Late Rally Pushes Dow To Record Close; S&P at Six-year High
The Dow finished at an all-time high on investor optimism about the strength of the economy.
The Dow Jones Industrial Average closed at an all-time high of 12673.68, topping the previous record close of 12621.77 recorded on Jan. 24. The S&P 500 also finished higher while the Nasdaq, which spent much of the day's session flat, managed to eke out a small gain.
"We are at a moment in time when everything looks about right: dovish comments from the Fed, profits are coming in and there is lots of liquidity," said Joe Battipaglia, chief investment strategist at Ryan Beck & Co., in an interview with CNBC.com.
"The Fed is not as concerned about inflation and the improved language regarding the housing market reinforces stocks and is giving us a near-term lift."
Stocks followed through on a rally that started Wednesday when the Federal Reserve issued a statement following its latest meeting.
Buyers shrugged off weak manufacturing released midmorning though the market took a temporary dip.
"We had some more benign inflation data out this morning in the core PCE," James Maguire, floor broker at Christopher J. Forbes, told CNBC. "The focus is temporarily back on economic data. I think the focus will shift back to earnings next week."
Breadth was firmly positive with advancers leading decliners by more than two to one on the New York Stock Exchange.
Buyers flocked to industrial stocks as well as the energy sector, which was boosted by strong results from Exxon Mobil . The world's largest oil company posted the highest annual profit in U.S. history, pulling in a whopping $39.5 billion in 2006. But on a quarterly basis Exxon reported a drop in fourth-quarter profits from the year-ago period due to lower crude oil prices.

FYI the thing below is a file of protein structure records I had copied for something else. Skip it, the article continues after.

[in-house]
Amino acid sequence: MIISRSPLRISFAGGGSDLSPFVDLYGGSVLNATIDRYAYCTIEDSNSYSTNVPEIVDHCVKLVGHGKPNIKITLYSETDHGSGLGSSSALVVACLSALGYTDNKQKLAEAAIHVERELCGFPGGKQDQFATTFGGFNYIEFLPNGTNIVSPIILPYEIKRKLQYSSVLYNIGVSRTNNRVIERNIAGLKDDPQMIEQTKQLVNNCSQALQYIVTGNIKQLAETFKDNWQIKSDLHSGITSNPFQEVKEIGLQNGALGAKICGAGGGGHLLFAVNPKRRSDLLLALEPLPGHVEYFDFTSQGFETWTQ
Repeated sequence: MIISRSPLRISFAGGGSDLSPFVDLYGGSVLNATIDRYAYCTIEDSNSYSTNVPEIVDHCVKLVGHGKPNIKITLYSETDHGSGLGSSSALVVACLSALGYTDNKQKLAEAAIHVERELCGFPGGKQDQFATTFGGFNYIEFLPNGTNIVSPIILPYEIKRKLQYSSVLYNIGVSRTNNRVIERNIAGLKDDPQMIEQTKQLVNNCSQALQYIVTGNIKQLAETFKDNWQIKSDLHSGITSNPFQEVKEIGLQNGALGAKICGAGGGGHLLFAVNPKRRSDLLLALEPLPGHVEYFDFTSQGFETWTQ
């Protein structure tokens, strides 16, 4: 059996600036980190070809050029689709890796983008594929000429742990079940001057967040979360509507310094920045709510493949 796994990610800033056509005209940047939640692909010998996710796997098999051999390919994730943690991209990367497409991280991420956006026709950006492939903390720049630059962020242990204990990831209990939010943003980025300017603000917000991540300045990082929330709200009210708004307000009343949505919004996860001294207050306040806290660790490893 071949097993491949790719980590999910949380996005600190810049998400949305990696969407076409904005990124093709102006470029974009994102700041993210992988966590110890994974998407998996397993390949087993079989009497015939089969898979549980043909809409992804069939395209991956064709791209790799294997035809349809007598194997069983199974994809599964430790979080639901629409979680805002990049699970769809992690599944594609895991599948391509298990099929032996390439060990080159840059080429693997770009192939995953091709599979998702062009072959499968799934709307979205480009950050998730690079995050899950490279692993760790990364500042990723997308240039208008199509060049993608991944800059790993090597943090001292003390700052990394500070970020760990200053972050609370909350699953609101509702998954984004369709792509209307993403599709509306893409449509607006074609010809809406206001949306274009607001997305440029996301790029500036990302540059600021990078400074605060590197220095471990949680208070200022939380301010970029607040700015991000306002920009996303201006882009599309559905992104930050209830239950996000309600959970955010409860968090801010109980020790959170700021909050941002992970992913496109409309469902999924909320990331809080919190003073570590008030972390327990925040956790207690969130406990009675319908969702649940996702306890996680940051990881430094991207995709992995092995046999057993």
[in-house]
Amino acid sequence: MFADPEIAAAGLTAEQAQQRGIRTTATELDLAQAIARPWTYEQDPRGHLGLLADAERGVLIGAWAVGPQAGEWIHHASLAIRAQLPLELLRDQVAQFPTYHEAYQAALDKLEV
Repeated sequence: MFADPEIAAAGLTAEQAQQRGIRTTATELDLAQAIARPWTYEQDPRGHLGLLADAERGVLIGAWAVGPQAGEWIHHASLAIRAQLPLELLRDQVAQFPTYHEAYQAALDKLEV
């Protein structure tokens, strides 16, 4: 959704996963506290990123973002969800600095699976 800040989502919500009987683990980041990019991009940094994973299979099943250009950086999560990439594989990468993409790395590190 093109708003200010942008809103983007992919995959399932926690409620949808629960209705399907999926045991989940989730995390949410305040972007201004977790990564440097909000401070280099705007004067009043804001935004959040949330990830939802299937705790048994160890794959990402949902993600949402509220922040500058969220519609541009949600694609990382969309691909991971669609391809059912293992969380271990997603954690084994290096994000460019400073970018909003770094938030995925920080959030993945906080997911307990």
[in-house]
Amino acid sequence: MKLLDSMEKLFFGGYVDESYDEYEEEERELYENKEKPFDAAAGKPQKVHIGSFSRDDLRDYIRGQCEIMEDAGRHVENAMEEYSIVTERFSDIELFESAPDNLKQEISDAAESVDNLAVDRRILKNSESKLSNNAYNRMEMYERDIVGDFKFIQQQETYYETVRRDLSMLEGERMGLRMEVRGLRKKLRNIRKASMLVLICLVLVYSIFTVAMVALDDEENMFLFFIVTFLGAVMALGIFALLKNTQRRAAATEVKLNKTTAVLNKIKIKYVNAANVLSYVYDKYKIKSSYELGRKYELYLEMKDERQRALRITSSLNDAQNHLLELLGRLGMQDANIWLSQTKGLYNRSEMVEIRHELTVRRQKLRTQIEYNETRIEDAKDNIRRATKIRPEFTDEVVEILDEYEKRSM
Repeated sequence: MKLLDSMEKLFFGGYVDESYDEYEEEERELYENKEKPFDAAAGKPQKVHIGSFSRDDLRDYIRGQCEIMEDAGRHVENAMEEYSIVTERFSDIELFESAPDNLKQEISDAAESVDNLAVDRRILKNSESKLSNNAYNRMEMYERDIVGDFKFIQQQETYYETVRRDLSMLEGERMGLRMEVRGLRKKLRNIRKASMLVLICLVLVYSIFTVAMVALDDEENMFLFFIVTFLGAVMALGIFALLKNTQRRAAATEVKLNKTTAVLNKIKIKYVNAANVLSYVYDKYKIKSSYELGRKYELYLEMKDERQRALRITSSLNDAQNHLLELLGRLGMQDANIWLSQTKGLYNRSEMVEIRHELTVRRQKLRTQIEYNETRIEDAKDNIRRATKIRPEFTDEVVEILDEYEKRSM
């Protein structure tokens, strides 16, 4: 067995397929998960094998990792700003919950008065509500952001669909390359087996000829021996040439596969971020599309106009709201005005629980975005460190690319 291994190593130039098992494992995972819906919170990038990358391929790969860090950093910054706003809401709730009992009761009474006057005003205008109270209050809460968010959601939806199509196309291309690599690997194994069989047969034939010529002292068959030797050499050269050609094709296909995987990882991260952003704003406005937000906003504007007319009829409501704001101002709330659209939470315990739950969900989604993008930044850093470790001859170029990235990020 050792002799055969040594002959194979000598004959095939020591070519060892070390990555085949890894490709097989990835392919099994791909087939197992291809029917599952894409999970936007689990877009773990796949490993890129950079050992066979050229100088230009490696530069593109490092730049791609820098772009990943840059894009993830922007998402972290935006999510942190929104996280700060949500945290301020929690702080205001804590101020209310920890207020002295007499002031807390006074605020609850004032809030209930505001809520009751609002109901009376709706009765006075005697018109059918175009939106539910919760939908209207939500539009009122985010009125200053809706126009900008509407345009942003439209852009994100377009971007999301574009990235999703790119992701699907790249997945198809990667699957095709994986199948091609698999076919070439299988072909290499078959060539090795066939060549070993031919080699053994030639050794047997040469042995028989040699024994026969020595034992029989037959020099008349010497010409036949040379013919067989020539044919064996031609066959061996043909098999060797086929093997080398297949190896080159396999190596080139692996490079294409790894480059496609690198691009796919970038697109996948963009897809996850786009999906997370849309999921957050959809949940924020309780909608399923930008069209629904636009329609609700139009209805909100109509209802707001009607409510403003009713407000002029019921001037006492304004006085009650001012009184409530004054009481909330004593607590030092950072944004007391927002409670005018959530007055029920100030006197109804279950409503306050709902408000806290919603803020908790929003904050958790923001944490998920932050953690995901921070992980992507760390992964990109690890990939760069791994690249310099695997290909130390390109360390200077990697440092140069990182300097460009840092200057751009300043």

The sector also gained on solid fourth-quarter results reported by Valero Energy , which beat analysts' expectations.
Google reported fourth-quarter profits that nearly tripled, once again beating analysts' expectations. Shares were down more than 3%, with some analysts saying much of the good news is already priced into the stock. Google beat Wall Street expectations in nine of its 10 quarters as a publicly traded company.
Early investor enthusiasm faded for tech giant Dell, which said late Wednesday founder Michael Dell will return as CEO, faded steadily throughout the trading session after a number of Street analysts said it may be some time before Dell can turn things around. Shares of rival Hewlett-Packard also declined.
Archer-Daniels-Midland shares surged 10% after the company said fiscal second-quarter earnings rose 20% due to higher ethanol, starch and sweetener selling prices.
Shares of Equity Office Properties Trust rose after a group led by Vornado Realty Trust raised its its takeover offer for the largest U.S. office landlord. The new offer of $56 a share tops a rival bid of $54 from the Blackstone Group.
On the economic front, personal income rose 0.5% in December, while spending rose 0.7%. The core PCE price index, which is an important inflation gauge for the Fed, rose 0.1%. The data confirmed Wednesday's strong GDP report and provided further evidence of a strengthening economy.